Education and qualifications:
PhD Electronic and Electrical Engineering, Loughborough University, UK
BEng (Hons) Electronic and Electrical Engineering, Loughborough University, UK
Chief Service Owner Integrated Project Solutions
What inspired you to become an engineer or pointed you towards an engineering career?
I was good at Mathematics, Further Mathematics and Physics at school and I was told by my parents and tutors that these are the subject combinations required to pursue a career in engineering. Shortages in energy and power supply which I experienced growing up in Nigeria inspired me to specialise in electronic and electrical engineering so that I could contribute towards fixing the problem.
Please describe your role or position within your workplace.
Hilti employs 30,000 people around the world, in more than 120 countries, who contribute to making construction better. Through our products, system solutions, software and services, we are our customers' best partner for productivity, safety and sustainability. Within this multinational performance-oriented work environment, I develop and continuously improve the global end-to-end (E2E) service blueprint for Integrated Project Solutions; delivering value to our customers like Mechanical, Electrical and Plumbing (MEP) Design Optimization, Integrated Design Solutions, Support Systems, Prefabrication, Advanced Logistics, Digital to Field, Validation of Installation Data, and Digital Twining.
Can you describe a typical working day?
I have a unique and picturesque cross border commute from Switzerland where I live, to Liechtenstein, where I work. My commute mode depends on the weather forecast. On sunny days, it’s a 20-minute cycle to work, and on rainy days, it’s a 12-minute bus journey, or five minute train ride to the office.
I start at 8am with a café latte and a croissant, planning my day and responding to emails. I oversee multiple projects and I often have progress update meetings and presentations from 08:30am with stakeholders, depending on time zones. Most of my day is spent on exploring opportunities to bring innovations into our services, to create added-value for our customers. I pause for my hour-long lunch break at noon, and throughout the day I have a couple of tea/coffee/ice-cream breaks to recharge. I typically end my day at 5.30pm with a rough schedule for my next day.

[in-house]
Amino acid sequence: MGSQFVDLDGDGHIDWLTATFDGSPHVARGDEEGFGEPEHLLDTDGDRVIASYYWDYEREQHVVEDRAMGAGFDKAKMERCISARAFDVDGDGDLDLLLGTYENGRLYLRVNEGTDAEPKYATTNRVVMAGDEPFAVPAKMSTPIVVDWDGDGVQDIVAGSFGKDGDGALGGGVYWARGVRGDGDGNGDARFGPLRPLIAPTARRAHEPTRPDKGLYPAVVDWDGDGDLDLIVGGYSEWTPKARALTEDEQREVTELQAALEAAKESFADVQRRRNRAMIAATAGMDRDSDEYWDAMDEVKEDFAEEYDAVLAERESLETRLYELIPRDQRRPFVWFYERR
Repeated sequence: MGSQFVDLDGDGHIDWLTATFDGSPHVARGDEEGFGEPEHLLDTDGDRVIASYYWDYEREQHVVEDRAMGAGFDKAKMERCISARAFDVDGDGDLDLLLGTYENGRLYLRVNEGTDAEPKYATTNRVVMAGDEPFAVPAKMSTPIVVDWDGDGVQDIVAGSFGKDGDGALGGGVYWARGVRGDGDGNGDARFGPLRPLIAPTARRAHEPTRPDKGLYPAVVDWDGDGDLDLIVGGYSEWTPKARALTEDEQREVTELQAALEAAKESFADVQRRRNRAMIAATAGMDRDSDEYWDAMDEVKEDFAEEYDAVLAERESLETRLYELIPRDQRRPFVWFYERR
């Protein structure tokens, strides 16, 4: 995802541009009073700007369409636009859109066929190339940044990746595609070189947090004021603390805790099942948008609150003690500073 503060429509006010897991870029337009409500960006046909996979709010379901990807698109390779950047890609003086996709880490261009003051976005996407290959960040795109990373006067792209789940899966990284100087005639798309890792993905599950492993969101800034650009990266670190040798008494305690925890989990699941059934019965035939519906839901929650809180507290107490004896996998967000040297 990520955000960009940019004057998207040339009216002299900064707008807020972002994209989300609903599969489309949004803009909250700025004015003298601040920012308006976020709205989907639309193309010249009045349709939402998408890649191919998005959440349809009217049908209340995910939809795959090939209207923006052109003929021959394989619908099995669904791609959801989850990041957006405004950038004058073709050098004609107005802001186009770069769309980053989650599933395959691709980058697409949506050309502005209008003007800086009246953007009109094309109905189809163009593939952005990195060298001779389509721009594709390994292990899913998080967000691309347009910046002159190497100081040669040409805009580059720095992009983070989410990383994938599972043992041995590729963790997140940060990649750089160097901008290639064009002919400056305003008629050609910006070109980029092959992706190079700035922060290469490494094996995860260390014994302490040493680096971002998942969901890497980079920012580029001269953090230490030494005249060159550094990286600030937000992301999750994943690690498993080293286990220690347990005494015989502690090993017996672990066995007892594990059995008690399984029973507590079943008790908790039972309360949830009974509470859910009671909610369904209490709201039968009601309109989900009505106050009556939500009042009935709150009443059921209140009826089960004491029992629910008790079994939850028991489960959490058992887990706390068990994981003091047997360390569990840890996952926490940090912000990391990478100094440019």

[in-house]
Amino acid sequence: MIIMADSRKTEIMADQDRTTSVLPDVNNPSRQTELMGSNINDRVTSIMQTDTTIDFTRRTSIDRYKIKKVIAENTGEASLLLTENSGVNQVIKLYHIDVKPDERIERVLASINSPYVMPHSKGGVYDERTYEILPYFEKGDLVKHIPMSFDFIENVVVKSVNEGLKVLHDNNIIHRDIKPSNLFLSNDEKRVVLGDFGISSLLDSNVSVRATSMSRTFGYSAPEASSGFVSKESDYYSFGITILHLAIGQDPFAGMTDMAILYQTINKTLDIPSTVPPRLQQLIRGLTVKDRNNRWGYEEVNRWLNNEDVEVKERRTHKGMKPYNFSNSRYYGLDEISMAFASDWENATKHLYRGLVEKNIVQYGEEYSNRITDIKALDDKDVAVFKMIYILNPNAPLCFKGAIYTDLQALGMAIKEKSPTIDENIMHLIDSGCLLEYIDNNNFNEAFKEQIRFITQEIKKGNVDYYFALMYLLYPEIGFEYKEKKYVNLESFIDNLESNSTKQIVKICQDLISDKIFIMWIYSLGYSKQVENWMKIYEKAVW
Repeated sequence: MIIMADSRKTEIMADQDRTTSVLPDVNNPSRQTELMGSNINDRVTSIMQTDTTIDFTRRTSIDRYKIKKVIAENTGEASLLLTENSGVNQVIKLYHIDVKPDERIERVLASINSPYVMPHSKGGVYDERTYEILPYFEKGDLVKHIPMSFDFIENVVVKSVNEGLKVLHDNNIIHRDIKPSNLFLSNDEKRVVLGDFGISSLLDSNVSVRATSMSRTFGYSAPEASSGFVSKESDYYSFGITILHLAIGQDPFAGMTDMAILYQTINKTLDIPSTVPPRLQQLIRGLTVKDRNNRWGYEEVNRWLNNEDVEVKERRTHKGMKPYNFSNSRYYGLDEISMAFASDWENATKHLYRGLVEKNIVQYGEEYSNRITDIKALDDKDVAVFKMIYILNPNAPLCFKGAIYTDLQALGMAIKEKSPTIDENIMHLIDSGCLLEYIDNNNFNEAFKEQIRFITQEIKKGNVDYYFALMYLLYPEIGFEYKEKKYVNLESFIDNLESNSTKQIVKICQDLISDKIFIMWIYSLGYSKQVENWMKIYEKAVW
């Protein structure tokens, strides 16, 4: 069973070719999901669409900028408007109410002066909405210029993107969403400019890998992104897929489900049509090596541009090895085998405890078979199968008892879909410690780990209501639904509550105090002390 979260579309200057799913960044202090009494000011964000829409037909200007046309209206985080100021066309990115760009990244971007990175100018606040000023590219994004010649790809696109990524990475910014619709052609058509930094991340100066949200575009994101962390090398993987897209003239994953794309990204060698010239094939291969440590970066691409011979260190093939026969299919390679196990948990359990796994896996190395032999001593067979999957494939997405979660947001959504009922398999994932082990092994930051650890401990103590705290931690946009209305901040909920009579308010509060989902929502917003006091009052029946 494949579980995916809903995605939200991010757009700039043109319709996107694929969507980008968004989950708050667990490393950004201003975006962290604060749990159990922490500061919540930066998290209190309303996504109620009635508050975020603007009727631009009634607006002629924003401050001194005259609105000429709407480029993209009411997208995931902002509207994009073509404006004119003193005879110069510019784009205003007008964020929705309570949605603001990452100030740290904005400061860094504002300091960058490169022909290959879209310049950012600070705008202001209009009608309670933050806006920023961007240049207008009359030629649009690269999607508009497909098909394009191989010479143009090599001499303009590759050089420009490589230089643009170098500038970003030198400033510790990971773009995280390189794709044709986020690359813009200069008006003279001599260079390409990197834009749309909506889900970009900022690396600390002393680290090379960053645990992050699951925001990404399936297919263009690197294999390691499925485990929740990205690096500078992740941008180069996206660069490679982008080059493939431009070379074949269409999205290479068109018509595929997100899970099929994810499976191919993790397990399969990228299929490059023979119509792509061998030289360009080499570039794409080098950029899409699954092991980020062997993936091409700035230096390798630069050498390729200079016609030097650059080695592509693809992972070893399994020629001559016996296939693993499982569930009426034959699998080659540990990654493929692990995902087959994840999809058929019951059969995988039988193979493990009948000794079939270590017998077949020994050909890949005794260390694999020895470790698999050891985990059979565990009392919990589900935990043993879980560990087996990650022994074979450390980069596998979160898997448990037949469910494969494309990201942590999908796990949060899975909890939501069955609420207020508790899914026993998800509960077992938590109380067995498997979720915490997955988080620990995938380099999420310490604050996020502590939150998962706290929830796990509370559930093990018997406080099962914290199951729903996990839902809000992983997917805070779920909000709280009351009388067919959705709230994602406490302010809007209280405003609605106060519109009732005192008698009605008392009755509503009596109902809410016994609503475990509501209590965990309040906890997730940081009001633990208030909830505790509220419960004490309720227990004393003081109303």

Are there any particular challenges or unusual aspects to your role?
Predicting the future and keeping pace with technological advancements is a challenging and thrilling aspect of my role.
What do you find most enjoyable about your job?
The most enjoyable attributes of my job are that it is fun, collaborative, multifaceted, and market-facing. The service I am responsible for is leading the transformation of the construction and built environment industry. I work in collaboration with multidisciplinary and very diverse teams. I am continuously learning, developing and adapting as I go along which is great!
Is there a great professional achievement or high-profile accomplishment that you would like to tell us about?
Thriving in a new country following my move from Nigeria to the UK at 17, graduating with First Class Honours in Electronic and Electrical Engineering, advancing straight to my PhD at 20 on a Loughborough University scholarship and achieving doctoral success at 25 while maintaining a full-time graduate engineering position in a different engineering discipline is my greatest professional achievement. Being elected to the Institution of Engineering and Technology’s (IET) Council and winning awards in recognition of my contributions to engineering including the IET’s Mike Sargent Career Achievement Medal for Young Professionals and the IET Young Woman Engineer of the Year Award in 2017 are two of the high-profile accomplishments I am very proud of.
What contributed to your decision to become professionally registered?